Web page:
TSMC's second quarter revenue fell 10% as the company navigated customer inventory corrections, but the semiconductor maker was optimistic about AI-related demand.

Here's a look at the key takeaways from TSMC's earnings report.

  • TSMC has seen an increase in AI-related demand for semiconductors, but it wasn't enough to offset weakness elsewhere. TSMC CEO Dr. CC Wei said the third quarter will see strength in its 3-nanometer technologies offset by inventory adjustments.
  • Economic concerns in China and customers rebalancing inventory will be a headwind into the fourth quarter. TSMC's forecast for 2023 revenue calls for a decline of 10%.
  • High performance computing and 5G is driving semiconductor demand in the long run. "Our revenue remains well on track to grow between 15% and 20% CAGR over the next several years in U.S. dollar terms," said Wei.
  • 6% of total revenue for TSMC is related to AI processor demand. "We forecast this to grow at close to 50% CAGR in the next 5 years and increase to low teens percent of our revenue," said Wei.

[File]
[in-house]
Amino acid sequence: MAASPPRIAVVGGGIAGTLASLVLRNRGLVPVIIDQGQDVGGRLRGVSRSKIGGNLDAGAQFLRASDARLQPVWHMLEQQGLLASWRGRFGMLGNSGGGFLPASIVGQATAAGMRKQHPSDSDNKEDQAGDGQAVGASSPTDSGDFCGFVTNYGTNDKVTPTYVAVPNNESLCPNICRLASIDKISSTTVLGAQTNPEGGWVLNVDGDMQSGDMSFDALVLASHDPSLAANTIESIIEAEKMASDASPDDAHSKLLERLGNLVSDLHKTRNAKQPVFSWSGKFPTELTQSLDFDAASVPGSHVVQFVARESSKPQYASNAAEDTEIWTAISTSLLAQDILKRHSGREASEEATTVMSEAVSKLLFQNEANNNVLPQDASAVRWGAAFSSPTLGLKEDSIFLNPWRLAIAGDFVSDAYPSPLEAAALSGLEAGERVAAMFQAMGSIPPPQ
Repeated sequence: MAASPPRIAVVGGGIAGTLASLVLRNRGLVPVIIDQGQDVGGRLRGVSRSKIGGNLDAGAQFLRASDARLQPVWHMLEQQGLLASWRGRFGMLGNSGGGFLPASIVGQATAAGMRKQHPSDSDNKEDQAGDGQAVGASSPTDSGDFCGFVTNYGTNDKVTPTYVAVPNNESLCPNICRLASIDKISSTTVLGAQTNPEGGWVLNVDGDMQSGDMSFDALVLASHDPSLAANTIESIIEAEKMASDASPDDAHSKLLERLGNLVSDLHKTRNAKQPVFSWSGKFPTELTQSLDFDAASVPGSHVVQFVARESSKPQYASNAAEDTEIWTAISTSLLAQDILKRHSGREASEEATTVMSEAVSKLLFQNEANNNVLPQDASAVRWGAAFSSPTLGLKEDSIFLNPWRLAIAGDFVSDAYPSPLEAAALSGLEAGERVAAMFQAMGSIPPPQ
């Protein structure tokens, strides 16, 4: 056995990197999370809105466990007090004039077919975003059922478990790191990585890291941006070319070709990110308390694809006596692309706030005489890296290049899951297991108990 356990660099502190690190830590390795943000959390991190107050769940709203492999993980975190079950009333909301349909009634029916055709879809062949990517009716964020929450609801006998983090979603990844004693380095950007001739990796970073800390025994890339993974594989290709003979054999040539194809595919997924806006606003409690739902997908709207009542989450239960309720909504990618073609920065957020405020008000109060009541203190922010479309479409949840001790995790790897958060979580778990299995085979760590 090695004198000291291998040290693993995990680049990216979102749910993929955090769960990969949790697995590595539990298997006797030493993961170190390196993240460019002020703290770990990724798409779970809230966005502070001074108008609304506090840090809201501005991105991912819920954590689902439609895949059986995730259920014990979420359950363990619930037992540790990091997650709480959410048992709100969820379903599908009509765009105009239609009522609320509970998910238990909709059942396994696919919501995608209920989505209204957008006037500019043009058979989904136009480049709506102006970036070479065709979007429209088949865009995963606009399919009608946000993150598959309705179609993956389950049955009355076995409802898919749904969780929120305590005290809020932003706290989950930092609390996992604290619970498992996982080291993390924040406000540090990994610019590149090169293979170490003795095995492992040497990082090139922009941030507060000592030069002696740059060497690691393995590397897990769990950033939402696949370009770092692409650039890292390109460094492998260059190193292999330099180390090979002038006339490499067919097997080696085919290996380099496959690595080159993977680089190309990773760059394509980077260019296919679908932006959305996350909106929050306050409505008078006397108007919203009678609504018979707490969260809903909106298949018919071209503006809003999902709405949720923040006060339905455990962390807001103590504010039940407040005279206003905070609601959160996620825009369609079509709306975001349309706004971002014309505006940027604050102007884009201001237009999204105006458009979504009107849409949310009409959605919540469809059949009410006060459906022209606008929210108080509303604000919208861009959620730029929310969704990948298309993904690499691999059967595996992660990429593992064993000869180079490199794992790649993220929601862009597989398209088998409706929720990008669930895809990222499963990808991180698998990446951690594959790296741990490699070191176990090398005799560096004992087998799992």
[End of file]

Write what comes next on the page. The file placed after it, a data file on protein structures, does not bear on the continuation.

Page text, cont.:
• HPC is going to drive TSMC's long-term growth. "While the quantification of the total addressable opportunity is still ongoing, generative AI and large language model only reinforce the already strong conviction we have in the structural mega trend to drive TSMC's long-term growth, and we will closely monitor the development for further potential upside," said Wei.
  • TSMC's Arizona fab will be delayed. The fab started construction in Arizona in April 2021 with an aggressive schedule. TSMC said it is now installing its most advanced equipment but doesn't have the skilled workers and local expertise to install equipment.

TSMC Chairman Mark Liu said:

"While we are working on improving the situation, including sending experienced technicians from Taiwan to train the local skill workers for a short period of time. We expect the production schedule of N4 process technology to be pushed out to 2025."